Can a new pair of jeans help save precious water?
Brought to you by Liberty Mutual's
The Responsibility Project
Those of us of a certain age will recall the correct way to maintain your favorite jeans, washing them so infrequently that they anthropomorphized and ultimately gained the ability to stand by themselves in the corner of your bedroom.
Such was the image conjured when I heard the term “waterless” jeans, the new concept from Levi’s. Here, however, Levi’s is referring more to the way they’ve crafted and finished their new line of denim before the jeans get to you, the consumer, rather than what your intentions are with them once they’re folded (or standing, as the case may be) in your possession.
When Levi’s announced its new water-saving jean last month, the company revealed that traditional denim is washed between three and 10 times – using 11 gallons of water for each pair – in the finishing process.
And as this New York Times article noted, when you consider that about 450 million pairs of jeans are purchased each year in the United States alone, doing the math on fresh water use is pretty astounding.
You’ll be able to see the new jeans for the first time at the beginning of 2011 in classic Levi’s styles such the 501 and 511 cuts, and the company also reported the 1.5 million pairs of jeans it will release in the spring will save more than 4 million gallons of water (no prices are available as of yet).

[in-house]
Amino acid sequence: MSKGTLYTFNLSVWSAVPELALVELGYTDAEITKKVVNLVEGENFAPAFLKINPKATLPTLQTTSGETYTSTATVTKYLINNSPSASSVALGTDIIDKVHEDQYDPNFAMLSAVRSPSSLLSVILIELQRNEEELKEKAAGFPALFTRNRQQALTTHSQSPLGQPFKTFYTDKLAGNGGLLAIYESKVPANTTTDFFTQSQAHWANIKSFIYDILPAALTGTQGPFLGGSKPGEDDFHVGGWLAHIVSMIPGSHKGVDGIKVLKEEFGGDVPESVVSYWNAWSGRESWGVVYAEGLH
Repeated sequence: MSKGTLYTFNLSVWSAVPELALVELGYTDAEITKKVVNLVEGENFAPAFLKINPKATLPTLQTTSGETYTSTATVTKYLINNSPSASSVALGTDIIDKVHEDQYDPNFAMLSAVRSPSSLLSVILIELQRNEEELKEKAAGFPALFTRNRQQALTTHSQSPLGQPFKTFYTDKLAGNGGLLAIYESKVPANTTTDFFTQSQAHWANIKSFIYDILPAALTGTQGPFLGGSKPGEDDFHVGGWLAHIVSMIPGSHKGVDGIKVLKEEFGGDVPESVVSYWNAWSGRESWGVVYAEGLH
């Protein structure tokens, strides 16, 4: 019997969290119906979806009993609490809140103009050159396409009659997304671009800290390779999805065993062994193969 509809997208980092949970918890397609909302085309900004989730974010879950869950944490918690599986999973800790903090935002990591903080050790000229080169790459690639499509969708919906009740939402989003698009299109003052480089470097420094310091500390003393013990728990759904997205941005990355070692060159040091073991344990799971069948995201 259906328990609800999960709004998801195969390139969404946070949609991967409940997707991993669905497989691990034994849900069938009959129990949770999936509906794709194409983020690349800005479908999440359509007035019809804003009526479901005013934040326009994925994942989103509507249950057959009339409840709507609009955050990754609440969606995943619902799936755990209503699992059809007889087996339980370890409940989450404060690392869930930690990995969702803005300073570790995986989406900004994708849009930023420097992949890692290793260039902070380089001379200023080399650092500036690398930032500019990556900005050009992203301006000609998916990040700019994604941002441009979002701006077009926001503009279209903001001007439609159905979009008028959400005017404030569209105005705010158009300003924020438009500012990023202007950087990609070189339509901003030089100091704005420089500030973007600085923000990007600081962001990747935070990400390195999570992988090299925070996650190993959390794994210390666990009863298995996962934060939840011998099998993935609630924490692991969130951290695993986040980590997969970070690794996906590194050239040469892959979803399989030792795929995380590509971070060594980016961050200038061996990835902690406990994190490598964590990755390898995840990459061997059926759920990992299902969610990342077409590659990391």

In the meantime, Levi Strauss & Co.’s “Care Tag for Our Planet” campaign, which changed the product care tags in their jeans to include instructions on reducing the environmental impact of owning them, may return you to the good old days. The tags encourage consumers to wash less, wash in cold water, line dry and donate to Goodwill when your jeans have fulfilled their responsibility to your closet. You may even find that, with proper care, your jeans can again keep you company in your bedroom corner on lonely nights.
Of course, naysayers online have already pointed to the gas you’ll use to go out and buy your new jeans, the old jeans you’ll heave to make way for the new environmentally more correct ones, the money you’ll spend possibly replacing perfectly nice jeans you already own and so forth, but the new waterless approach seems like a step in the right direction. What’s your vote?